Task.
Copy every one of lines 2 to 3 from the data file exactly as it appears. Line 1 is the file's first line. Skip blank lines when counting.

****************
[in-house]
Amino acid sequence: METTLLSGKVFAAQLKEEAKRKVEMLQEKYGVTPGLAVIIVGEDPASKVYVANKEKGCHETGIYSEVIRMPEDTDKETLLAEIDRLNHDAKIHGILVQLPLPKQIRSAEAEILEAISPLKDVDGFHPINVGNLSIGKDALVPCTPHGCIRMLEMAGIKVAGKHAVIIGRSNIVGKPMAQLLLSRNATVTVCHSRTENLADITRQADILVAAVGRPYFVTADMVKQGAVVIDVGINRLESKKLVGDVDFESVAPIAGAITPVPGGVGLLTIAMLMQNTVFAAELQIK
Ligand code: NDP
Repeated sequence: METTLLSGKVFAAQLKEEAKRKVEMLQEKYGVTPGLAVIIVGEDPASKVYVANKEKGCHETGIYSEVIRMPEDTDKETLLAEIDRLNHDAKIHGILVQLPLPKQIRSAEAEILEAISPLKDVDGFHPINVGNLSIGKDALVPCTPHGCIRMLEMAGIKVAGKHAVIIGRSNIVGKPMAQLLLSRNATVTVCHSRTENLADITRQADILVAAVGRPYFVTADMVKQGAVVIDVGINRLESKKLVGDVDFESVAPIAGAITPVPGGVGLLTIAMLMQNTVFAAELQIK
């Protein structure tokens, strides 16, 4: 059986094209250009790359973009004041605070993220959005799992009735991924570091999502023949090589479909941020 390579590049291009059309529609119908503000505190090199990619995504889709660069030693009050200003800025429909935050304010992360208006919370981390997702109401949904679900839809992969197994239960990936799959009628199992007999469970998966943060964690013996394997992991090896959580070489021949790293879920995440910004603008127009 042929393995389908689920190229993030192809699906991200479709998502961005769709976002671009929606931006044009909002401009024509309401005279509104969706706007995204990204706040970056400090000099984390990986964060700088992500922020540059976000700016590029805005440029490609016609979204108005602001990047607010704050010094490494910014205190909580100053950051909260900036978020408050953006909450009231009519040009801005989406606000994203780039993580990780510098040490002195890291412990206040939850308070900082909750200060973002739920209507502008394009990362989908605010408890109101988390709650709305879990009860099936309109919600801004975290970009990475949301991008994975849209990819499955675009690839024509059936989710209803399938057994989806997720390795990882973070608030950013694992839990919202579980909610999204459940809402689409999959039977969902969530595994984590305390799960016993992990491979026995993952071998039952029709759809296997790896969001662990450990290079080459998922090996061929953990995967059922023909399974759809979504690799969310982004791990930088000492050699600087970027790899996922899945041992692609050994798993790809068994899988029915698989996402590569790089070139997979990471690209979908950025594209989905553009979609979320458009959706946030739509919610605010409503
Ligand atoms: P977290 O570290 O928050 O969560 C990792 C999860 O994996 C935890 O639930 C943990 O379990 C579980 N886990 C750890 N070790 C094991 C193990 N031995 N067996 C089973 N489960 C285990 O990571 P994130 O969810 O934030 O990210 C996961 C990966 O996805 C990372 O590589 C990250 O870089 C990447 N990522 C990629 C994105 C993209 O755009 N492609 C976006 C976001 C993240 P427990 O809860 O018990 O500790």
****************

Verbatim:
Amino acid sequence: METTLLSGKVFAAQLKEEAKRKVEMLQEKYGVTPGLAVIIVGEDPASKVYVANKEKGCHETGIYSEVIRMPEDTDKETLLAEIDRLNHDAKIHGILVQLPLPKQIRSAEAEILEAISPLKDVDGFHPINVGNLSIGKDALVPCTPHGCIRMLEMAGIKVAGKHAVIIGRSNIVGKPMAQLLLSRNATVTVCHSRTENLADITRQADILVAAVGRPYFVTADMVKQGAVVIDVGINRLESKKLVGDVDFESVAPIAGAITPVPGGVGLLTIAMLMQNTVFAAELQIK
Ligand code: NDP